user = Request.ServerVariables("LOGON_USER")

  • RE: Wscript.Sleep in .wsc component

    Here is a quick and dirty way to sleep within a script component, which is really a call to another script outside of the component.

    Procedure with component creates Wscript.Shell object, which is used to run a separate VBScript that just contains Wscript.Sleep

    Component code:

    Sub TestSleep

    Dim WshShell

    Set WshShell = CreateObject("WScript.Shell")

    WshShell.Run "wscript.exe C:\*\TestSleep.vbs", , true

    End Sub

    TestSleep.vbs code:

    WScript.Sleep 5000

    Note: this of course does not solve issues of event handling, etc...
  • Robert,

    Your "quick and dirty" method for calling sleep was a *HUGE* help for me! Thank you so much for your slick work-around for something that shouldn't have been reliant on Wscript.
  • How sad... I hoped a WScript object might give me a workaround for some WMI timeout problems.  If I could create a WScript object in VB and do the WMI call from there, then maybe my problems would be solved.  Unfortunately, this blog erased all hope of that experiment.
  • If you want to create a script engine from VB, use the Microsoft Script Control.  You can write a VB-based script host in about three lines of code with the Script Control. However, I don't see how that's going to help your timeout problem.  The script will run in the same thread as the rest of the VB process.

    My advice would be to find a WMI forum and pose your problem to them.  
  • Private Declare Sub Sleep Lib "kernel32" (ByVal dwMilliseconds As Long)

    Private Sub Command1_Click()

       MsgBox "begin"

       Sleep 10000

       MsgBox "end"

    End Sub

    This won't spike your cpu usage either.

  • the issue is really trivial.  asp classic never implemented its own sleep function.  for a runtime that needs to be running async XMLHTTP requests & performing other async ops, not being able to enter a waitstate is... bloody criminal.  wsh is sweet, its just tragic the asp runtime is comparatively barren.  i'm sorry most people dont understand the discrepancy, but i hope you can understand asp users' frustration at a functionally incomplete runtime.  hopefully you can forgive people for not understanding that they're two totally seperate runtimes.  you did such a good job with WSH's exposed api that asp couldnt match up.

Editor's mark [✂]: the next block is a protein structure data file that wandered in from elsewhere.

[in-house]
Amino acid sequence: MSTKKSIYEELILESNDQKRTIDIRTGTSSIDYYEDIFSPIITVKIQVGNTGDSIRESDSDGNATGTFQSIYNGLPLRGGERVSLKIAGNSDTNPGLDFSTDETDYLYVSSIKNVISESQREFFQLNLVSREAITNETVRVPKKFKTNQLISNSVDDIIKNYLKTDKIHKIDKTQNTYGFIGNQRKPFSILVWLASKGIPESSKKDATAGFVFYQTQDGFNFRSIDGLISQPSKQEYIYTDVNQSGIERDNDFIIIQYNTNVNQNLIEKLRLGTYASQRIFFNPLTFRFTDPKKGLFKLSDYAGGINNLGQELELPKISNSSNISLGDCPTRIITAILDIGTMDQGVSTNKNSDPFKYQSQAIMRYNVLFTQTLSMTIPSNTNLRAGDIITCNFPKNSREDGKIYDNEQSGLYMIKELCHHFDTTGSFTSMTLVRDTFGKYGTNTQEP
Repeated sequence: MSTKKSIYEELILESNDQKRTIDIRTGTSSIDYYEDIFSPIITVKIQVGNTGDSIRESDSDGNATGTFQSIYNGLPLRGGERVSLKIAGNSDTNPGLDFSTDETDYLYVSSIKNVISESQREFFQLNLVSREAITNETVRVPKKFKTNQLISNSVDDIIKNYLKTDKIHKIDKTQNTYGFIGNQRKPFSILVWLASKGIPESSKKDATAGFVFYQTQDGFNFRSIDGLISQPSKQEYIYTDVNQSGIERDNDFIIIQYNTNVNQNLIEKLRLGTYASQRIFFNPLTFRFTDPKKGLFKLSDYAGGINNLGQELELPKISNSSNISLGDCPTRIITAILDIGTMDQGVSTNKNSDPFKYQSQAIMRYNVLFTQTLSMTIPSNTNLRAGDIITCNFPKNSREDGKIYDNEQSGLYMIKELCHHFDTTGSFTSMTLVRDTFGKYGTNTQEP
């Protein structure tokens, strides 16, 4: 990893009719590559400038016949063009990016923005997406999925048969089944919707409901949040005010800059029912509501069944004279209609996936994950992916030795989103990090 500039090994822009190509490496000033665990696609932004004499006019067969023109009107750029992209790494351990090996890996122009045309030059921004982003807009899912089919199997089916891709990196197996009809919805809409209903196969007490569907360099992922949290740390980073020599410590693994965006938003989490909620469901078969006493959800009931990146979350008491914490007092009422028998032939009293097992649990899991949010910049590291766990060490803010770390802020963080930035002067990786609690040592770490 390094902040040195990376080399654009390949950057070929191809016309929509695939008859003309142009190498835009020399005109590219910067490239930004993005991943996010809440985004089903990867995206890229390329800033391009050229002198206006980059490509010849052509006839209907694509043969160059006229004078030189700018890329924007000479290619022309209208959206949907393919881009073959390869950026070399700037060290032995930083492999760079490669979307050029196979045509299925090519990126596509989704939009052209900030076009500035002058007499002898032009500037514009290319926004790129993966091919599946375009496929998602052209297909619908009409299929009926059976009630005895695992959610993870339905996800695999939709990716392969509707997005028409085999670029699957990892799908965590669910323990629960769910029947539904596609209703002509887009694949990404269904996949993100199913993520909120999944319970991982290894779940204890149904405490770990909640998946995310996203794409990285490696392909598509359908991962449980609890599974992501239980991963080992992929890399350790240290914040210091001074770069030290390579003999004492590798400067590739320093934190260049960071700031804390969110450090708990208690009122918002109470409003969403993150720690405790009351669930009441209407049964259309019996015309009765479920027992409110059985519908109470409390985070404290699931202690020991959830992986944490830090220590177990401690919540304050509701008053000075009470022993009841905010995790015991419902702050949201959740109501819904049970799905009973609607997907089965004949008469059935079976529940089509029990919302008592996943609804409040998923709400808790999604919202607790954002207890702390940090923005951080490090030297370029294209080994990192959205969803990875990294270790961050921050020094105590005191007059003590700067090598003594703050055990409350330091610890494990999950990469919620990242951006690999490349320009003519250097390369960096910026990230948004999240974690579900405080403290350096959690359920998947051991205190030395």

• if all you need is a simple sleep() function within ASP object model, you can use the WScript Shell popup sub timeout property to implement. It's a dirty hack, but if your w3svc service doesn't have "interact with desktop" property enabled you won't see anything on the console, and it'll do the trick for you without any impact on the CPU.

    I was just wondering if the inner loop inside Popup does a call to win32::Sleep() and wait for events triggered by the popup window itself, or it has any additional overhead.

    any ideas?

    -----

    <pre>

    script started.

    start: [<%= time() %>]

    waiting 10 seconds...

    <%

              Set objShell = Server.CreateObject("WScript.Shell")

              objShell.Popup "", 10

    %>

    finish: [<%= time() %>]

    script terminated.

    </pre>

  • Just to get it this out there because I searched EVERYWHERE and couldn't find a reference to this:

    It appears that the bug referenced in KB 311269 (enabling remote script host by running "wscript -regserver") is also present in Windows Vista, but just running that command isn't sufficient due to all the UAC stuff. My workaround was to create a cmd file, "regservice.cmd" with a single line, the "wscript -regserver", then right-click that command file and choose "run as administrator". Evidently UAC wasn't bright enough to prompt for access on wscript, since it didn't know that the command line "-regserver" would require administrator access.

    Hope this helps somebody.

  • Let's forget Sleep in VB. I need Sleep in VBScript that is not bound to VB or WScript.exe. I have  third party product that implements user exits via VBScript (don't have to license VBA) so I have to live within the cobstraints of their developers who don't provide a Sleep feature. I know i've seen a mechanism for instantiating WScript in an old vb 4 or 5 book; it's a wierd hack, and i've used it, but i can't find my copy of the usage. Sleep is the one function missing from VBScript that is needed outside WScript.

    I know it can be done, it has been published, please just show us how.

    thanks

  • to A G: I found 2 ways of solving this problem.

    First:

    WScriptShell.Popup "Sleep",1,"Waiter"

    When using it in ASP, it doesn't show any windows, but make a timeout for 1 second, so "Loop" or "For Next" can't use 100% CPU

    Second:

    Basicly use COM coponent with Sleep function in it.

    I still searching for using Wscript.Sleep in ASP.

    to Eric Lippert's

    is it possible to use WScript.CreateObject() with Event handling and WScript.ConnectObject and so on, as in VBSript ?

    P.S Excuse my english please. I'm russian.